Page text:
Peer Reviewed

1

Document Type

Article

Publication Date

1-6-2015

Keywords

Collagen, Scaffolds, Bioactive glass, Cobalt, Angiogenesis, regenerative Medicine

Funder/Sponsor

The authors would like to thank the European Research Council (239685 - CollRegen -ERC-2009-STG) for providing financial support to this project and Integra Life Sciences Inc. for supplying collagen through a Materials Transfer Agreement.

Comments

This article is also available at http://www.journals.elsevier.com/biomaterials/

Abstract

One of the biggest challenges in regenerative medicine is promoting sufficient vascularisation of tissue-engineered constructs. One approach to overcome this challenge is to target the cellular hypoxia inducible factor (HIF-1α) pathway, which responds to low oxygen concentration (hypoxia) and results in the activation of numerous pro-angiogenic genes including vascular endothelial growth factor (VEGF). Cobalt ions are known to mimic hypoxia by artificially stabilising the HIF-1α transcription factor. Here, resorbable bioactive glass particles (38 μm and 100 μm) with cobalt ions incorporated into the glass network were used to create bioactive glass/collagen-glycosaminoglycan scaffolds optimised for bone tissue engineering. Inclusion of the bioactive glass improved the compressive modulus of the resulting composite scaffolds while maintaining high degrees of porosity (>97%). Moreover, in vitro analysis demonstrated that the incorporation of cobalt bioactive glass with a mean particle size of 100 μm significantly enhanced the production and expression of VEGF in endothelial cells, and cobalt bioactive glass/collagen-glycosaminoglycan scaffold conditioned media also promoted enhanced tubule formation. Furthermore, our results prove the ability of these scaffolds to support osteoblast cell proliferation and osteogenesis in all bioactive glass/collagen-glycosaminoglycan scaffolds irrespective of the particle size. In summary, we have developed a hypoxia-mimicking tissue-engineered scaffold with pro-angiogenic and pro-osteogenic capabilities that may encourage bone tissue regeneration and overcome the problem of inadequate vascularisation of grafts commonly seen in the field of tissue engineering.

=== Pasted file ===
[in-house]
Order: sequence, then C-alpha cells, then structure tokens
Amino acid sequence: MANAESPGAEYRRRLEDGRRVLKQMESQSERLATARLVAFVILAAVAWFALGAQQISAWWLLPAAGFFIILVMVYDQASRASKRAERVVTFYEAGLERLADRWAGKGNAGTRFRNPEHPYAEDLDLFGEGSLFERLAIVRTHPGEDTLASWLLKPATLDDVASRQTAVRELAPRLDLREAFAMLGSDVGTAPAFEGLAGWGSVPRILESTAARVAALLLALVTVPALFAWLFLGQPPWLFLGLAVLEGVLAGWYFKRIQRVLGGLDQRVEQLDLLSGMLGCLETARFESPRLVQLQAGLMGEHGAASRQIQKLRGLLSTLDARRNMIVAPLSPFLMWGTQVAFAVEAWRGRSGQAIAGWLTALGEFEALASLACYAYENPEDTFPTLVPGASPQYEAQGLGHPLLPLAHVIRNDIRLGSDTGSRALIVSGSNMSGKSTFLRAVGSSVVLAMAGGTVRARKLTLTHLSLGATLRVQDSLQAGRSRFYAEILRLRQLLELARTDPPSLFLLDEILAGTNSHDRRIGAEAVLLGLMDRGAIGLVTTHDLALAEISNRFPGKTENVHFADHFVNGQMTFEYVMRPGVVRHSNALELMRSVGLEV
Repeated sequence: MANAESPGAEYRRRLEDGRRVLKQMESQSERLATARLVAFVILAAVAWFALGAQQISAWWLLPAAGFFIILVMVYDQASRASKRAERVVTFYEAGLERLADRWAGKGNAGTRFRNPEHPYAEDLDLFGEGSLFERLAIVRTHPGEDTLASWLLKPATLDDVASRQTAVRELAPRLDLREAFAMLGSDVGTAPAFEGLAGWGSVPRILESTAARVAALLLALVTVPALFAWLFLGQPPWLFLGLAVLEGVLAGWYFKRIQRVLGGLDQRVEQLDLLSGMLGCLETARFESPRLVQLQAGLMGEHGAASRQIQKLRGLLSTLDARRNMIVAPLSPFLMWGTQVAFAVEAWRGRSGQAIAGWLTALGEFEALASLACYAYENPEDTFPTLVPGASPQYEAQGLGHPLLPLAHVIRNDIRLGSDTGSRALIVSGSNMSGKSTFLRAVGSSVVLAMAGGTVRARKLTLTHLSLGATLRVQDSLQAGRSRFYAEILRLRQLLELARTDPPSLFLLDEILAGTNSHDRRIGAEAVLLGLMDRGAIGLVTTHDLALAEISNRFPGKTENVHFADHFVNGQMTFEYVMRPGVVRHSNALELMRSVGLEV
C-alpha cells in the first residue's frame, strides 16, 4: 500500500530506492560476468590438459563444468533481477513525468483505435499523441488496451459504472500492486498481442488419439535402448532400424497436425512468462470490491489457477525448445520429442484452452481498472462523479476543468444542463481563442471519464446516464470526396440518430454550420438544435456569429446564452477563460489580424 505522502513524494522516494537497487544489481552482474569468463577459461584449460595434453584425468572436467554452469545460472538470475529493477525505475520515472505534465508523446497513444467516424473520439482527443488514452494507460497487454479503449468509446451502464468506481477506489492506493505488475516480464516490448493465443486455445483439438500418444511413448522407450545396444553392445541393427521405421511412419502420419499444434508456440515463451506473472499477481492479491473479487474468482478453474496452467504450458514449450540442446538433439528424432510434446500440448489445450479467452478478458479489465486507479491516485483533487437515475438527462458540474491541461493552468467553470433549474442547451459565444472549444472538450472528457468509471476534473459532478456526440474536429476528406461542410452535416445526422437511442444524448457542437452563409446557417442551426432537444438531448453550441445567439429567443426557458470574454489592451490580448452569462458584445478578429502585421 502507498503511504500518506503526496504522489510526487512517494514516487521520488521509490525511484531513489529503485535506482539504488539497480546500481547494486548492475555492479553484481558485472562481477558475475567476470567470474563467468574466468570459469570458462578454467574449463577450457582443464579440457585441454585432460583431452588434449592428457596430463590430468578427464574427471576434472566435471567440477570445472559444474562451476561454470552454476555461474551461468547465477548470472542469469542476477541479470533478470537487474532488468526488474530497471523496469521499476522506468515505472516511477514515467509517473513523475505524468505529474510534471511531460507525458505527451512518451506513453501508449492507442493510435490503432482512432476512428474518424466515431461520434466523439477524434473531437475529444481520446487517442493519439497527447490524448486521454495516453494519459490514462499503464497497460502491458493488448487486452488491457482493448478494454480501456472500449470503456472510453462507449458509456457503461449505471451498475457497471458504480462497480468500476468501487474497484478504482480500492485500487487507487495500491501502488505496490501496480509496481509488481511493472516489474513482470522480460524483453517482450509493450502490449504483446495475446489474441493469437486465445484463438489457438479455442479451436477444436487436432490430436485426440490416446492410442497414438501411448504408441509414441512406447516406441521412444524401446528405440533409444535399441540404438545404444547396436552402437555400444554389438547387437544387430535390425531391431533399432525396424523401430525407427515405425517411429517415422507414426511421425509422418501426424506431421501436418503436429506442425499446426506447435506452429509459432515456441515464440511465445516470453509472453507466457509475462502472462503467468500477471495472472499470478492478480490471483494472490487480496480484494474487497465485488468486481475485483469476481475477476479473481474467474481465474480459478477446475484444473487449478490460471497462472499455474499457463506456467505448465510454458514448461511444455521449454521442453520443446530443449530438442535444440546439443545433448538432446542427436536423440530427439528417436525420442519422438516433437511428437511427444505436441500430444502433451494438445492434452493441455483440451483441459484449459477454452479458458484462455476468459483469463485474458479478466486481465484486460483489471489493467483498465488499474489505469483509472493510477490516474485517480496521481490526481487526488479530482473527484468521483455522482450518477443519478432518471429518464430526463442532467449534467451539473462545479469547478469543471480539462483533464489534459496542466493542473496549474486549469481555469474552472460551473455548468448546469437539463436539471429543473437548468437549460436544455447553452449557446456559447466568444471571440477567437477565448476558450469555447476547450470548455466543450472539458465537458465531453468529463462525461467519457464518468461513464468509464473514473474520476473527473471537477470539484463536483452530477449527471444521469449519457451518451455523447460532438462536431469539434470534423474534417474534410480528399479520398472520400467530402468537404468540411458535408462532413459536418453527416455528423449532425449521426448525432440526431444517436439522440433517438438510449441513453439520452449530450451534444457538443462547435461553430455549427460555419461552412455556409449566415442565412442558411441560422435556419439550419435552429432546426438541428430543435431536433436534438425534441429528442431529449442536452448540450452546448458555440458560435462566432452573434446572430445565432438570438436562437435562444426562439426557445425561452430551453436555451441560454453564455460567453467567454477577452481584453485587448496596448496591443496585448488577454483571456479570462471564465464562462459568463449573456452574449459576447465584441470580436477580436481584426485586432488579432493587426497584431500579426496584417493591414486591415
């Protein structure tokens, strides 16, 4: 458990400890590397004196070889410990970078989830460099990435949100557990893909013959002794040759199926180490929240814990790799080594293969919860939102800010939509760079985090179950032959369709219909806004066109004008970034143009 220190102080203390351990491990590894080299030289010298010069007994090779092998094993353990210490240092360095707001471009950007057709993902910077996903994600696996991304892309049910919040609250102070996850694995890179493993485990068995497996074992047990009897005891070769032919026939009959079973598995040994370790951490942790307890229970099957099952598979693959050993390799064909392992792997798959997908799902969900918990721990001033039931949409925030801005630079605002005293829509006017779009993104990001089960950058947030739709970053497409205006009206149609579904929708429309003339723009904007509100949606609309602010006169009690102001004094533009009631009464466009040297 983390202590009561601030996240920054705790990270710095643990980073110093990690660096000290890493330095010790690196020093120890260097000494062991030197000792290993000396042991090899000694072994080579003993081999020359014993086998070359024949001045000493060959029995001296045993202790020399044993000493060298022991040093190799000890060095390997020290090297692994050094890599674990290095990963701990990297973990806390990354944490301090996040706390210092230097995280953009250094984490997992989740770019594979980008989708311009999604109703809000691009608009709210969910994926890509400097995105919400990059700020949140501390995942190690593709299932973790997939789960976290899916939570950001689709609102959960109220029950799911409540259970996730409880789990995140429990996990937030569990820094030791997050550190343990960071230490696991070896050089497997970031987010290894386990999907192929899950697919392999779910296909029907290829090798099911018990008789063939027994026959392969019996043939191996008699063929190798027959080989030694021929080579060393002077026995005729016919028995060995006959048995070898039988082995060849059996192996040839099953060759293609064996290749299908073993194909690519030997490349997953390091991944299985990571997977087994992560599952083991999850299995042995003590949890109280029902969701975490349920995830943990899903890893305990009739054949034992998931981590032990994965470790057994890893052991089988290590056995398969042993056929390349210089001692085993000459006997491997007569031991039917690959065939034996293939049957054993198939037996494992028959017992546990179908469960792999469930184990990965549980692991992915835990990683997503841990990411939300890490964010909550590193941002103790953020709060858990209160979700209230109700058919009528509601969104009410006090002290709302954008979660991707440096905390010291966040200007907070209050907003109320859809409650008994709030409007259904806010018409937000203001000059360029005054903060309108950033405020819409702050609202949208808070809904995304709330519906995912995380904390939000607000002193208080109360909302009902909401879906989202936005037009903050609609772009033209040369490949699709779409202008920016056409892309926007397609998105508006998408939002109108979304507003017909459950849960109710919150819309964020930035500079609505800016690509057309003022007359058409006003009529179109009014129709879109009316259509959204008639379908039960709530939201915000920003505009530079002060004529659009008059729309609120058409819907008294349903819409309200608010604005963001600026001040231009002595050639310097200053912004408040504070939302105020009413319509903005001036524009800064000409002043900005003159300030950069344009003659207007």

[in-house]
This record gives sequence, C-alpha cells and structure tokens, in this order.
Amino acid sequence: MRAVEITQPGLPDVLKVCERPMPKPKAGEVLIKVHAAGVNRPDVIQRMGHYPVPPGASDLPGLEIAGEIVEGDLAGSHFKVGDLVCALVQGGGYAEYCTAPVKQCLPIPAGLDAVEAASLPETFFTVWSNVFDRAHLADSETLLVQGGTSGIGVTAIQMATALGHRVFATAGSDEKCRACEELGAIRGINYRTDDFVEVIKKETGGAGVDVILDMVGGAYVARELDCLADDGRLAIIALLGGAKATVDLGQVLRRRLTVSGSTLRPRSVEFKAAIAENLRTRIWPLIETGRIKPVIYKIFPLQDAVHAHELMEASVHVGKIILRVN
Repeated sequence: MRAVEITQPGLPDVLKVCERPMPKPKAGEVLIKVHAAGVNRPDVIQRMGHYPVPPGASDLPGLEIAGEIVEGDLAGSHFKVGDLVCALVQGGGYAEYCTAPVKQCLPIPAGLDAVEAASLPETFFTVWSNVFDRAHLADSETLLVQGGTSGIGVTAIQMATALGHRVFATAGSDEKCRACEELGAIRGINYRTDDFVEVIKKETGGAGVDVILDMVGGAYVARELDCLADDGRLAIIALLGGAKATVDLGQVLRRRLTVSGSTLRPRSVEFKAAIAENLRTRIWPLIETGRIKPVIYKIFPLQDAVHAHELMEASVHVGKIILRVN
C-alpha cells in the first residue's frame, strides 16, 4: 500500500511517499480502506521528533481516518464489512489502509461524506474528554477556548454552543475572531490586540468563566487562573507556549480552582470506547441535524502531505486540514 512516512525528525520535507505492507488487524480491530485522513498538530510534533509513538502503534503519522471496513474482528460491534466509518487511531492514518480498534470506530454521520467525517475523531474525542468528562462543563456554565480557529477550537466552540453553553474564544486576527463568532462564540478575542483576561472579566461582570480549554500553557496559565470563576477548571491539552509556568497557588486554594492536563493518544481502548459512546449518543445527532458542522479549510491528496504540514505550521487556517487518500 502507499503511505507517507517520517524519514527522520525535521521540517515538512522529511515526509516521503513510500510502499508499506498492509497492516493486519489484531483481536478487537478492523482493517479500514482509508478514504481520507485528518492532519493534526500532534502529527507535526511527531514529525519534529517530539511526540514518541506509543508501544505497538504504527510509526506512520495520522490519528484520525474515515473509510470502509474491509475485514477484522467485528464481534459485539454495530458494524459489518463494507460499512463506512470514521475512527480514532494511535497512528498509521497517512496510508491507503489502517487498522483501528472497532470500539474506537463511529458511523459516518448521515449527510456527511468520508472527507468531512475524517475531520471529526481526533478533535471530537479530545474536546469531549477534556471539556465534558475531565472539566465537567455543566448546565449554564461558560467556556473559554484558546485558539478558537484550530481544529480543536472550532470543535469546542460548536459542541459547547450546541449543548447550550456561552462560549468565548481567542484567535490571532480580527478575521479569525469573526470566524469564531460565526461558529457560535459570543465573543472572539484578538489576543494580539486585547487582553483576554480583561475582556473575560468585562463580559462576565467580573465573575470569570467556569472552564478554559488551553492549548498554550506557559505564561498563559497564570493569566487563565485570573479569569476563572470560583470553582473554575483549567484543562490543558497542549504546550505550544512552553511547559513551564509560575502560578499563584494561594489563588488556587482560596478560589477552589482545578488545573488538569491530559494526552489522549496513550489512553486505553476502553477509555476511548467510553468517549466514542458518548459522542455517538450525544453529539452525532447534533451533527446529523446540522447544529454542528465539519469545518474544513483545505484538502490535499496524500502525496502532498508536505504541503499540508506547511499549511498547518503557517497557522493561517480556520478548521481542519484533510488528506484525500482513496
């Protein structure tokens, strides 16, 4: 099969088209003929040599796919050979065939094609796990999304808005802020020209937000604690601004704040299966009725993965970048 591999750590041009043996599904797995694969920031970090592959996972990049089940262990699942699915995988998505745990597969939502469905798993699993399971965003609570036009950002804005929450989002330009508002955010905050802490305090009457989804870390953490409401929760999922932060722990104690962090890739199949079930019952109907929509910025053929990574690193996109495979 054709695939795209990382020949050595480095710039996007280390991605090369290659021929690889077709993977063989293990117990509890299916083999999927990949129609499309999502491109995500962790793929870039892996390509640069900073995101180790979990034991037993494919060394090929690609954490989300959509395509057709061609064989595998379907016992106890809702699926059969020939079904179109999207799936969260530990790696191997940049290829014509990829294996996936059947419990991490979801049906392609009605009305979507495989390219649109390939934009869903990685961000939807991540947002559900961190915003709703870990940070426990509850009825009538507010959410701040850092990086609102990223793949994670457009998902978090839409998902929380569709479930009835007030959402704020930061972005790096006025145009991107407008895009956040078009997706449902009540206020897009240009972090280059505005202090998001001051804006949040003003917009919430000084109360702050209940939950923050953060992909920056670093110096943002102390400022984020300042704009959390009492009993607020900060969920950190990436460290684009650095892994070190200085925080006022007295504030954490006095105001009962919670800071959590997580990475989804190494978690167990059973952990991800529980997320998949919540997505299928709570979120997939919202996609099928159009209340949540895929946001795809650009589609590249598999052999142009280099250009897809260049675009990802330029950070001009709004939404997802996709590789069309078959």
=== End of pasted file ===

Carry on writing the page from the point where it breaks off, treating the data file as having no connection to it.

Disciplines

Anatomy

Citation

Quinlan E, Partap S, Azevedo MM, Jell G, Stevens MM, O'Brien FJ. Hypoxia-mimicking bioactive glass/collagen glycosaminoglycan composite scaffolds to enhance angiogenesis and bone repair. Biomaterials. 2015;52:358-66.

PubMed ID

25818442

DOI Link

10.1016/j.biomaterials.2015.02.006

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